Readers’ wildlife photos

November 6, 2021 • 8:00 am

Do send in your photos, as the picture tank drains inexorably.

Today’s photos comprise a sequence of insect predation and parisitism taken by reader Mark Sturtevant. His notes, links, and IDs are indented.

The hobby of searching for and photographing insects can lead to discovering moments of drama that would otherwise go unnoticed. Here are pictures that document a moment of great injustice in an insect’s life.

During one outing in a place that I call the Magic Field, I noticed a small movement on the ground. It was a solitary wasp, and she was hard at work digging a burrow. No doubt she would later provision it with paralyzed prey for her larvae. This is Prionyx parkeri, one of the thread-waisted wasps. You can admire here the long spurs on her front legs, which were of great help as she diligently raked up and carried away sand from her burrow.

Burrowing wasps may have different enemies who would seek to take advantage of their industry, so they instinctively try to conceal their work. Here she is about to fly away with a load of sand from the burrow entrance. This is done to remove traces of freshly dug soil. 

From this angle you can see that she has unusually elongated mandibles. This tells us that the prey she seeks will be paralyzed caterpillars, and that she will use those jaws to carry her prey much like how tongs would be used to carry a hot dog. But what is that fly doing there??

There were several of these flies. I counted four or five of them, all attentively watching her every move. 

This is bad news! These are Tachinid flies, although I don’t know the species. Parasites. More specifically, they are kleptoparasites, meaning that they intend to lay eggs on her paralyzed prey. Her motherly labors are not finished and her young are not yet born, and yet they are doomed.

I watched in fascination. After she cleared out the entrance, she then left. I did not understand until now that her burrow was actually finished, and that she was simply unplugging it to stock the burrow with new prey that was hidden nearby. In about a minute I could see her making her way back with a paralyzed caterpillar. Every twig and tuft of grass was a barrier, and her tireless efforts seemed a Sisyphian task.

She set down her prize at the entrance, and disappeared inside for what I suppose were final preparations. I wish I had managed to take more pictures here, but I had to ration the battery charge on the flash 

Immediately, one of the flies made its move. It landed on the caterpillar and inserted an egg onto it. You can see it if you look closely. 

The flies immediately backed away when she emerged. She moved the caterpillar inside, and after a time re-emerged to then carefully conceal the entrance before leaving. The flies continued their watch. 

Solitary wasps of this sort will make a burrow, but branching from it will be several individual chambers, each with a prey item and one egg. The remaining flies likely have good reason to continue lurking around this burrow entrance because the wasp will likely return with new prey for them.

I do regret not recording this scene as a movie with the camera, as that would have ensured that more details were captured. But the microphone would have also recorded a rather continuous stream of profanities from a grown man, face down on the dirt, who was very upset at some of the drama that probably happens every day in the Magic Field.

Readers’ wildlife photos

October 28, 2021 • 8:00 am

The photo situation is DIRE. Send in your good photos. I am not crying wolf here.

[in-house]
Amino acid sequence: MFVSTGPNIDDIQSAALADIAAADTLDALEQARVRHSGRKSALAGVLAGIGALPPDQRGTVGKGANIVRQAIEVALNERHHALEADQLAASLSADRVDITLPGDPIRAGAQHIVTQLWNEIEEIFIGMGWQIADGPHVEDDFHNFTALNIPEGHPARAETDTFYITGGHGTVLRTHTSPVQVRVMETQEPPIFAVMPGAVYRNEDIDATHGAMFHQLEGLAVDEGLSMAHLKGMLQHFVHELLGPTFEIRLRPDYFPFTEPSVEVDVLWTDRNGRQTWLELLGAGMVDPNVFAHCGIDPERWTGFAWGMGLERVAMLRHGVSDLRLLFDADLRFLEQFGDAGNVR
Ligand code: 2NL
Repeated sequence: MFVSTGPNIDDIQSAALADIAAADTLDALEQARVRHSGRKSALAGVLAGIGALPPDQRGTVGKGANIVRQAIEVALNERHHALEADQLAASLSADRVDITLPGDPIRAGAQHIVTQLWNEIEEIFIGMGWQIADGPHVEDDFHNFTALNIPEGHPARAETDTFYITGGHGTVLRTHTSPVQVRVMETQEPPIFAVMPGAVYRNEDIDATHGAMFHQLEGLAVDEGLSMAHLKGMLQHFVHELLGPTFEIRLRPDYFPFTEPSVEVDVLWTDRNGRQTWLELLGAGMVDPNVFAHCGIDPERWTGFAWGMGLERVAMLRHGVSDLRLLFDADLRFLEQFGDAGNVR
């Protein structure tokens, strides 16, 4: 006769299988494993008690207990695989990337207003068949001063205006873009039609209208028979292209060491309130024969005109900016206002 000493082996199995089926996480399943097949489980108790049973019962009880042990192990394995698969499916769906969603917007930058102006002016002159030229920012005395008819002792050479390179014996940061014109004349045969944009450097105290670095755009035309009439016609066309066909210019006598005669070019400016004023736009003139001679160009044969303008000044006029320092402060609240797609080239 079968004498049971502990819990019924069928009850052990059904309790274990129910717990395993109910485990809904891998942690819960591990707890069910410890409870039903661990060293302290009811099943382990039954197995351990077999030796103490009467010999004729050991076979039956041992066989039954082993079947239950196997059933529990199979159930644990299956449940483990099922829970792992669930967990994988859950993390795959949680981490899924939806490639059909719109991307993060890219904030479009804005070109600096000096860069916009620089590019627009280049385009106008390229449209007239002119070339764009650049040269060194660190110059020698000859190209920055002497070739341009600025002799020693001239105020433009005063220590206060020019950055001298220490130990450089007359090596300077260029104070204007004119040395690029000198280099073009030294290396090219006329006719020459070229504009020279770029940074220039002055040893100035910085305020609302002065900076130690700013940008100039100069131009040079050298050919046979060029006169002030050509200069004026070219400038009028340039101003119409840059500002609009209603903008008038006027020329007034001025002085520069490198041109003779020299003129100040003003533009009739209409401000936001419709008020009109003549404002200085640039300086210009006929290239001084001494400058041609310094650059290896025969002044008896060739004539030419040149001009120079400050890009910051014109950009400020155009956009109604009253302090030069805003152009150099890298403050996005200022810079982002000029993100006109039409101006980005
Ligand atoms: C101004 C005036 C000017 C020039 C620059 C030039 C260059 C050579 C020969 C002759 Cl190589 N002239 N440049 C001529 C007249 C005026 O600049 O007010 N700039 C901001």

Today, though, we have a photo sequence of a robber fly taken by Emilio d’Alise. Robber flies are in the dipteran family Asilidae, and are all predators, many of them vicious.  As Wikipedia notes, “they feed mainly or exclusively on other insects and, as a rule, they wait in ambush and catch their prey in flight.”

Emilio’s captions are indented, and you can enlarge his photos by clicking on them.

Robber Fly (from Monument, Colorado, July 2014)

One fine 2014 July day, while squatting next to one of the lawn ornaments and snapping away at a flowering carnation plant, I head a sudden and loud noise — like a miniature outboard motor — right next to my face.

I’m not afraid of insects, really I’m not. I have an Official Bug Transport Vehicle (a.k.a. yellow Solo cup) I use to relocate various insects from inside my house to the great outdoors. Spiders, centipedes, multilegged, multi-eyed, small, large, it makes no difference to me; I capture them, and release them outside.

But I’d never seen one of these, and the first thing I thought was “GHOUL!”

Before I go onto the rest of the photos, please look at the photo below carefully . . . that white thing that looks like the bug’s face? Not the bug’s face, but another bug; one it had just caught.

Now, as I was shooting this, I had not noticed the other bug. I thought it was all one bug. I didn’t even notice the other bug when the Ghoul did this (sorry for the blur, but this thing was fast!) . . .

. . . and moved to the other side of the copper stem of the ornament. And let me tell you again; these things are FAST!

That’s when I noticed the captured bug, mostly because it was still alive and moving. The Ghoul had repositioned it so it could feast on the juicy parts of the unfortunate victim.

OK, so it’s not a ghoul (appearances aside) . . . it’s a Robber Fly. You can find more information about Robber Flies — a.k.a. the Assassin Bug — at this LINK.

I was worried it might fly off, but I risked repositioning to get a better shot (I had switched to shooting for speed, so I have a shallow depth of field).

I need not have worried; this thing was content to sit there and suck on its poor victim, which at this time was still moving . . . Let me tell you, I was glad this thing already had a meal as that’s one gruesome way to go.

The write-up says that  the Robber Fly is a medium-to-large bug, up to 5 cm – that’s two inches, and I estimate this thing to have been all of that.

In a few of the photos you can clearly see the “short stout proboscis enclosing the sharp, sucking hypopharynx” (text from Wikipedia).

I risked getting closer, and in a blur and outboard-motor noise, it flew off. Did I mention these things are FAST? I mean, it makes sense since they are predators . . . but when I say fast, I mean it crossed my yard, the road, and was lost from sight in something like a second and a half, maybe two.

I had never seen (or heard) of a Robber Fly before that day, but once I was familiar with the sound of their wings, I saw more (but smaller) whenever I went weeding, when I cut the grass, and when I watered the plants. In all, four or five times during the next week or so, but without the opportunity to snap more photos . . . until I went out to get the mail one day, and there were two smaller (about an inch and a half) on the concrete drive.